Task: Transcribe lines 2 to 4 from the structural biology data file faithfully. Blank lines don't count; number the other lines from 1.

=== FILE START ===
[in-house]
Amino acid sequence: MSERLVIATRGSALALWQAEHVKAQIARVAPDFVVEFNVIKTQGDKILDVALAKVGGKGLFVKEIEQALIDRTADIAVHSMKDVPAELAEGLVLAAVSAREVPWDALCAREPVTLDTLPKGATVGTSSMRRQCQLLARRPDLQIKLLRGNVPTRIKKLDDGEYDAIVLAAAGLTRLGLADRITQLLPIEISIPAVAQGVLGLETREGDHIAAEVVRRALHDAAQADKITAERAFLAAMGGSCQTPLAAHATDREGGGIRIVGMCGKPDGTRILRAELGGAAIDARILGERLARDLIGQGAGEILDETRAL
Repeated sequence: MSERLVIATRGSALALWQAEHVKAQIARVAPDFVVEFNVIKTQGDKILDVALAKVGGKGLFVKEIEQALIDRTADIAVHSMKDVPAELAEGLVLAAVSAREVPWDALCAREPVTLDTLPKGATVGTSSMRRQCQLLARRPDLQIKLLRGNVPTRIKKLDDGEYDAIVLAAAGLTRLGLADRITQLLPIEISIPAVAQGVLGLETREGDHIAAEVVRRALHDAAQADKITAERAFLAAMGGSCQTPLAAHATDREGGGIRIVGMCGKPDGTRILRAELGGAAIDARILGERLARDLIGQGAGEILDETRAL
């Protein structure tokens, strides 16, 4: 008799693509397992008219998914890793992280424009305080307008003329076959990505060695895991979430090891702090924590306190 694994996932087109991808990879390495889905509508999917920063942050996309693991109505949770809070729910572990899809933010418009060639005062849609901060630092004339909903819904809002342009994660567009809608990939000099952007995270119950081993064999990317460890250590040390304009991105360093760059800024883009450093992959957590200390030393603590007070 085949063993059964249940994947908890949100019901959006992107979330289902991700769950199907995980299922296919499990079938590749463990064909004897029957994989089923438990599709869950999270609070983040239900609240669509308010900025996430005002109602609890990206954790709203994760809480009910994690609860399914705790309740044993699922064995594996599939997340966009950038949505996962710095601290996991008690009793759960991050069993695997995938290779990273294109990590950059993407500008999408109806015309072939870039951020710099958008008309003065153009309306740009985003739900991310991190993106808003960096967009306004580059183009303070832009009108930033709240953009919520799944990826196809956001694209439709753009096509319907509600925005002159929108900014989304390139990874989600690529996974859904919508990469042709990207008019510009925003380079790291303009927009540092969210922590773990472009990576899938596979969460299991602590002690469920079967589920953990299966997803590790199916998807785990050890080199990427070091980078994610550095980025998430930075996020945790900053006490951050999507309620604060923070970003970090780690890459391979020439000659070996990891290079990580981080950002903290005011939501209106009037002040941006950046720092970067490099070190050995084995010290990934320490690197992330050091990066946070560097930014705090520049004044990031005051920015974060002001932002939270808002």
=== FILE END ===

Amino acid sequence: MSERLVIATRGSALALWQAEHVKAQIARVAPDFVVEFNVIKTQGDKILDVALAKVGGKGLFVKEIEQALIDRTADIAVHSMKDVPAELAEGLVLAAVSAREVPWDALCAREPVTLDTLPKGATVGTSSMRRQCQLLARRPDLQIKLLRGNVPTRIKKLDDGEYDAIVLAAAGLTRLGLADRITQLLPIEISIPAVAQGVLGLETREGDHIAAEVVRRALHDAAQADKITAERAFLAAMGGSCQTPLAAHATDREGGGIRIVGMCGKPDGTRILRAELGGAAIDARILGERLARDLIGQGAGEILDETRAL
Repeated sequence: MSERLVIATRGSALALWQAEHVKAQIARVAPDFVVEFNVIKTQGDKILDVALAKVGGKGLFVKEIEQALIDRTADIAVHSMKDVPAELAEGLVLAAVSAREVPWDALCAREPVTLDTLPKGATVGTSSMRRQCQLLARRPDLQIKLLRGNVPTRIKKLDDGEYDAIVLAAAGLTRLGLADRITQLLPIEISIPAVAQGVLGLETREGDHIAAEVVRRALHDAAQADKITAERAFLAAMGGSCQTPLAAHATDREGGGIRIVGMCGKPDGTRILRAELGGAAIDARILGERLARDLIGQGAGEILDETRAL
């Protein structure tokens, strides 16, 4: 008799693509397992008219998914890793992280424009305080307008003329076959990505060695895991979430090891702090924590306190 694994996932087109991808990879390495889905509508999917920063942050996309693991109505949770809070729910572990899809933010418009060639005062849609901060630092004339909903819904809002342009994660567009809608990939000099952007995270119950081993064999990317460890250590040390304009991105360093760059800024883009450093992959957590200390030393603590007070 085949063993059964249940994947908890949100019901959006992107979330289902991700769950199907995980299922296919499990079938590749463990064909004897029957994989089923438990599709869950999270609070983040239900609240669509308010900025996430005002109602609890990206954790709203994760809480009910994690609860399914705790309740044993699922064995594996599939997340966009950038949505996962710095601290996991008690009793759960991050069993695997995938290779990273294109990590950059993407500008999408109806015309072939870039951020710099958008008309003065153009309306740009985003739900991310991190993106808003960096967009306004580059183009303070832009009108930033709240953009919520799944990826196809956001694209439709753009096509319907509600925005002159929108900014989304390139990874989600690529996974859904919508990469042709990207008019510009925003380079790291303009927009540092969210922590773990472009990576899938596979969460299991602590002690469920079967589920953990299966997803590790199916998807785990050890080199990427070091980078994610550095980025998430930075996020945790900053006490951050999507309620604060923070970003970090780690890459391979020439000659070996990891290079990580981080950002903290005011939501209106009037002040941006950046720092970067490099070190050995084995010290990934320490690197992330050091990066946070560097930014705090520049004044990031005051920015974060002001932002939270808002």